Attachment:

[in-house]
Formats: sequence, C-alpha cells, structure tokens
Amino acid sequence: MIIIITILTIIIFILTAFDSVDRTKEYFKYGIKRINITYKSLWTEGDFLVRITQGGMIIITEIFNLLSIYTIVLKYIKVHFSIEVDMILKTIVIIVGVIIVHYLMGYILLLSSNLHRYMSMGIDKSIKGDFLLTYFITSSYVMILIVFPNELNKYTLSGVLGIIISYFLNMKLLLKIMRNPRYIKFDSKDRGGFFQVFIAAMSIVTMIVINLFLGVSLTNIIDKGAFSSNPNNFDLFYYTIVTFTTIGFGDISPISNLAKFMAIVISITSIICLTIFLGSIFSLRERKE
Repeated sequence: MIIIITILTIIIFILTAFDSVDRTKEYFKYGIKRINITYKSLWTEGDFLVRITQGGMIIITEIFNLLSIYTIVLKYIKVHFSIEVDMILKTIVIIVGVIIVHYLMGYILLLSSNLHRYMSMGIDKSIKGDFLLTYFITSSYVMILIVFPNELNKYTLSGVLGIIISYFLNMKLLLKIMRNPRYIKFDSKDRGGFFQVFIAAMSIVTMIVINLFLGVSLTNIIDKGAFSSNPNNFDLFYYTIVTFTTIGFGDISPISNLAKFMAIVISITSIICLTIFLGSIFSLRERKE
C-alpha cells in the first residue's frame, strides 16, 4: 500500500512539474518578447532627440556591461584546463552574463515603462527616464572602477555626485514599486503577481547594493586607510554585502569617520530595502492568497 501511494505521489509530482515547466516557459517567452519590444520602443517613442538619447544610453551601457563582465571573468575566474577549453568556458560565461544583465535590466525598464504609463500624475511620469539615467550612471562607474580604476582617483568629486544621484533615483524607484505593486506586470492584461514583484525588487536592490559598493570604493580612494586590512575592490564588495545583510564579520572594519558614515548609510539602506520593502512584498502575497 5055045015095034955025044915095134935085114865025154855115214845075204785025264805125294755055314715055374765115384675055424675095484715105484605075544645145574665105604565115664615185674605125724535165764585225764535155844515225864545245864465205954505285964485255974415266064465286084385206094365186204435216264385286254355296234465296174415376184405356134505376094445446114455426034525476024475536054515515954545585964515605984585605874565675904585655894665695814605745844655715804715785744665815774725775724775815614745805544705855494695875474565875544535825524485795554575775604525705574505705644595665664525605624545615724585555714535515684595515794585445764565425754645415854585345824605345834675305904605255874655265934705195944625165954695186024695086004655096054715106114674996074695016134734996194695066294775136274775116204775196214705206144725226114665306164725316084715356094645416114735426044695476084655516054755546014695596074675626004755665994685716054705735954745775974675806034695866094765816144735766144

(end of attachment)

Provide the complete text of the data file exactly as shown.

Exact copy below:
[in-house]
Formats: sequence, C-alpha cells, structure tokens
Amino acid sequence: MIIIITILTIIIFILTAFDSVDRTKEYFKYGIKRINITYKSLWTEGDFLVRITQGGMIIITEIFNLLSIYTIVLKYIKVHFSIEVDMILKTIVIIVGVIIVHYLMGYILLLSSNLHRYMSMGIDKSIKGDFLLTYFITSSYVMILIVFPNELNKYTLSGVLGIIISYFLNMKLLLKIMRNPRYIKFDSKDRGGFFQVFIAAMSIVTMIVINLFLGVSLTNIIDKGAFSSNPNNFDLFYYTIVTFTTIGFGDISPISNLAKFMAIVISITSIICLTIFLGSIFSLRERKE
Repeated sequence: MIIIITILTIIIFILTAFDSVDRTKEYFKYGIKRINITYKSLWTEGDFLVRITQGGMIIITEIFNLLSIYTIVLKYIKVHFSIEVDMILKTIVIIVGVIIVHYLMGYILLLSSNLHRYMSMGIDKSIKGDFLLTYFITSSYVMILIVFPNELNKYTLSGVLGIIISYFLNMKLLLKIMRNPRYIKFDSKDRGGFFQVFIAAMSIVTMIVINLFLGVSLTNIIDKGAFSSNPNNFDLFYYTIVTFTTIGFGDISPISNLAKFMAIVISITSIICLTIFLGSIFSLRERKE
C-alpha cells in the first residue's frame, strides 16, 4: 500500500512539474518578447532627440556591461584546463552574463515603462527616464572602477555626485514599486503577481547594493586607510554585502569617520530595502492568497 501511494505521489509530482515547466516557459517567452519590444520602443517613442538619447544610453551601457563582465571573468575566474577549453568556458560565461544583465535590466525598464504609463500624475511620469539615467550612471562607474580604476582617483568629486544621484533615483524607484505593486506586470492584461514583484525588487536592490559598493570604493580612494586590512575592490564588495545583510564579520572594519558614515548609510539602506520593502512584498502575497 5055045015095034955025044915095134935085114865025154855115214845075204785025264805125294755055314715055374765115384675055424675095484715105484605075544645145574665105604565115664615185674605125724535165764585225764535155844515225864545245864465205954505285964485255974415266064465286084385206094365186204435216264385286254355296234465296174415376184405356134505376094445446114455426034525476024475536054515515954545585964515605984585605874565675904585655894665695814605745844655715804715785744665815774725775724775815614745805544705855494695875474565875544535825524485795554575775604525705574505705644595665664525605624545615724585555714535515684595515794585445764565425754645415854585345824605345834675305904605255874655265934705195944625165954695186024695086004655096054715106114674996074695016134734996194695066294775136274775116204775196214705206144725226114665306164725316084715356094645416114735426044695476084655516054755546014695596074675626004755665994685716054705735954745775974675806034695866094765816144735766144